Rudy didn’t come cheap. Bracewell paid Giuliani Partners $10 million for his services and Giuliani a base salary of $1 million a year, plus 7.5 percent of the firm’s New York revenues. (Former New York City Mayor Ed Koch once said, “You can get rich, or you can get elected.” Giuliani is trying to do both.) In return, Rudy performed a variety of tasks. He spearheaded the opening of the New York office, bringing over talent like Michael Hess, New York City’s chief lawyer under Giuliani, and Marc Mukasey, the son of US Attorney General-designate Michael Mukasey, to head the firm’s white-collar defense practice. In more than two years, the firm has grown to roughly forty lawyers, with annual revenues estimated at $27 million.
Giuliani says he’s never lobbied in Washington. But he has helped in other ways. He traveled to London to meet with executives from Shell Oil. He recruits new associates. As of last year he worked on “three or four cases” a year, he told Bloomberg News.
Rudy was once widely considered one of the premier lawyers in the country. He was the youngest associate attorney general ever, under Ronald Reagan, and as district attorney in Manhattan he made a name for himself by prosecuting crooked congressmen, Wall Street schemers and mob leaders. Yet he’s always had trouble balancing his law career with his politics. In 1989 Giuliani joined the New York firm of White & Case. The firm had a list of controversial clients, including the government of Panama, home to drug-dealing dictator Manuel Noriega; foreign banks that gave large loans to the apartheid regime in South Africa; and an Italian construction firm that helped build a chemical weapons plant in Libya.
When Giuliani launched a run for mayor that same year, he was blindsided by bad press. “White & Case represented all sorts of dictators and scumbags,” says veteran political consultant Hank Sheinkopf. “Rudy could never understand why that would be a problem.” Politicians of both parties called on Giuliani to release his client list. Billionaire businessman Ronald Lauder, who ran against Giuliani in the Republican primary, aired a television ad featuring side-by-side pictures of Giuliani and Noriega. Nelson Warfield, Lauder’s spokesman at the time and a current adviser to presidential candidate Fred Thompson, sees parallels between then and now. “It was an issue for him in ’89, and it’s an issue for him in ’07,” Warfield says of Rudy’s clients. (Thompson, it should be noted, has his own questions to answer about his lengthy career as a Washington lobbyist.)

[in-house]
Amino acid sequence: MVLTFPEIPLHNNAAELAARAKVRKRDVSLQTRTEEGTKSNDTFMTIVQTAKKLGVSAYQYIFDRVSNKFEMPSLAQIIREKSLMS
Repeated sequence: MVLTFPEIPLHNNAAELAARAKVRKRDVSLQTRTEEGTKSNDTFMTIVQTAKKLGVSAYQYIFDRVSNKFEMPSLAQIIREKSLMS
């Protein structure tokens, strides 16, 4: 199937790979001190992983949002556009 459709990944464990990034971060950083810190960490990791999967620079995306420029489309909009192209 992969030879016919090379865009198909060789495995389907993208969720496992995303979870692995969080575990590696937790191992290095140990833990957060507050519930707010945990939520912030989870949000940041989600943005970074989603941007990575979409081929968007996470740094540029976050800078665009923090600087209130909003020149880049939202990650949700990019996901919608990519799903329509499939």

The Giuliani campaign is anticipating such scrutiny. In a leaked campaign dossier obtained by the New York Daily News in January, the word “business” appeared at the top of a list of potential vulnerabilities, ahead of his ex-wife Donna Hanover. The concern was justified. After the 2004 election Giuliani saw the nomination for Homeland Security czar of a protégé, former New York City Police Commissioner Bernard Kerik, crash and burn when the press uncovered Kerik’s affairs, unpaid back taxes and ties to the mob. “Rudy will be held to a higher standard,” predicts GOP strategist Tony Fabrizio. “This is stuff he did after becoming America’s mayor.”
Bracewell & Giuliani presents a host of potential sore spots, on the left and the right. Operatives from rival GOP campaigns were quick to exploit the fact that the firm represented Citgo, the state oil company of Venezuela, one of the current bêtes noires of the right wing. Bracewell helped Rupert Murdoch’s News Corp. block “indecency” laws on television, thwarting a pet issue of Christian conservatives. The firm provided counsel to the defense fund of disgraced former House majority leader Tom DeLay–at the same time that it was lobbying DeLay and Congress to grant immunity to the makers of the toxic gasoline additive MTBE, which faces hundreds of lawsuits for contaminating drinking water. Clients abroad have included repressive regimes such as Saudi Arabia and Kazakhstan (Bracewell has two offices representing American oil companies in Kazakhstan; Rudy’s Bracewell supporters recently held a campaign fundraiser there). A few years ago its biggest client was Enron.
Giuliani has accepted more money from the energy industry–$477,208 through the first half of 2007–than any other presidential candidate. These ties likely won’t hurt him with GOP primary voters, who welcomed Bush and Cheney with open arms. But it could arouse the suspicions of moderate and independent voters in a general election, many of whom don’t look forward to the idea of Halliburton clones dictating policy in the next White House.
Texas Loves Rudy
After joining Bracewell, Giuliani became a frequent visitor to Texas. He’s raised nearly $4 million in the state, more than any other Republican, and as of August recruited thirty-seven of George W. Bush’s Pioneers and Rangers (those who raised at least $100,000 and $200,000, respectively, for the Bush campaigns), second only to John McCain. Rudy became acquainted with Texas politics when he launched his aborted senatorial run against Hillary Clinton in 2000. Roy Bailey, a Dallas insurance mogul and former finance chair of the Texas Republican Party, helped him raise money for that race. They struck up a close friendship, and after 9/11 Giuliani told The American Lawyer magazine he “turned over” his postmayoral planning to Bailey, who became managing director of Giuliani Partners. At the 2004 Republican National Convention in New York City, where Rudy’s invocation of 9/11 took center stage, Bailey met Pat Oxford, managing partner of Bracewell & Patterson. Over coffee the next day, Bailey floated the idea of Giuliani joining Bracewell. They clicked, and soon the deal was done.